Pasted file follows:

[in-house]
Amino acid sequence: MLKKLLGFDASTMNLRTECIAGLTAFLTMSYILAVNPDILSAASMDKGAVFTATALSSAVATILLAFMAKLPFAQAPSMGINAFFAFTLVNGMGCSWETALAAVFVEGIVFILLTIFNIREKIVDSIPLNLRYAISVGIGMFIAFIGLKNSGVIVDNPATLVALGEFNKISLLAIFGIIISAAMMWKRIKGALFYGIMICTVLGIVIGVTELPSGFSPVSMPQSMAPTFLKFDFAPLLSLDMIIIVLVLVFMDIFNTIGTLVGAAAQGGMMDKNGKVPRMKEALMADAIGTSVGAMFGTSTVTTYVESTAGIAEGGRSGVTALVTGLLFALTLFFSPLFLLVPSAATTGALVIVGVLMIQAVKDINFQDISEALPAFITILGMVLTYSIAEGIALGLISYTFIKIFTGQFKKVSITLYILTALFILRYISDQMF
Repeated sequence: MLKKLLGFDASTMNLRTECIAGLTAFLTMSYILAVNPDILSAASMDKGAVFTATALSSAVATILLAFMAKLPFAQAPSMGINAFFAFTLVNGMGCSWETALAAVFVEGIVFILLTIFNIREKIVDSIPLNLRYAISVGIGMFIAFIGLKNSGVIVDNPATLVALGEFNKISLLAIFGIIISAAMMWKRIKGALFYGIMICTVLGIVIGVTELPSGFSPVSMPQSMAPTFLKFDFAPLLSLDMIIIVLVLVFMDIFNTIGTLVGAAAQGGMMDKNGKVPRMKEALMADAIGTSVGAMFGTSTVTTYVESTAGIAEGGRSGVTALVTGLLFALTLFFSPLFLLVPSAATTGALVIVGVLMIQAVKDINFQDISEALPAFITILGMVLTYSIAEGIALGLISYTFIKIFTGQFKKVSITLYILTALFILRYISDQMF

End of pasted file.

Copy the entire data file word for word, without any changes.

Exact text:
[in-house]
Amino acid sequence: MLKKLLGFDASTMNLRTECIAGLTAFLTMSYILAVNPDILSAASMDKGAVFTATALSSAVATILLAFMAKLPFAQAPSMGINAFFAFTLVNGMGCSWETALAAVFVEGIVFILLTIFNIREKIVDSIPLNLRYAISVGIGMFIAFIGLKNSGVIVDNPATLVALGEFNKISLLAIFGIIISAAMMWKRIKGALFYGIMICTVLGIVIGVTELPSGFSPVSMPQSMAPTFLKFDFAPLLSLDMIIIVLVLVFMDIFNTIGTLVGAAAQGGMMDKNGKVPRMKEALMADAIGTSVGAMFGTSTVTTYVESTAGIAEGGRSGVTALVTGLLFALTLFFSPLFLLVPSAATTGALVIVGVLMIQAVKDINFQDISEALPAFITILGMVLTYSIAEGIALGLISYTFIKIFTGQFKKVSITLYILTALFILRYISDQMF
Repeated sequence: MLKKLLGFDASTMNLRTECIAGLTAFLTMSYILAVNPDILSAASMDKGAVFTATALSSAVATILLAFMAKLPFAQAPSMGINAFFAFTLVNGMGCSWETALAAVFVEGIVFILLTIFNIREKIVDSIPLNLRYAISVGIGMFIAFIGLKNSGVIVDNPATLVALGEFNKISLLAIFGIIISAAMMWKRIKGALFYGIMICTVLGIVIGVTELPSGFSPVSMPQSMAPTFLKFDFAPLLSLDMIIIVLVLVFMDIFNTIGTLVGAAAQGGMMDKNGKVPRMKEALMADAIGTSVGAMFGTSTVTTYVESTAGIAEGGRSGVTALVTGLLFALTLFFSPLFLLVPSAATTGALVIVGVLMIQAVKDINFQDISEALPAFITILGMVLTYSIAEGIALGLISYTFIKIFTGQFKKVSITLYILTALFILRYISDQMF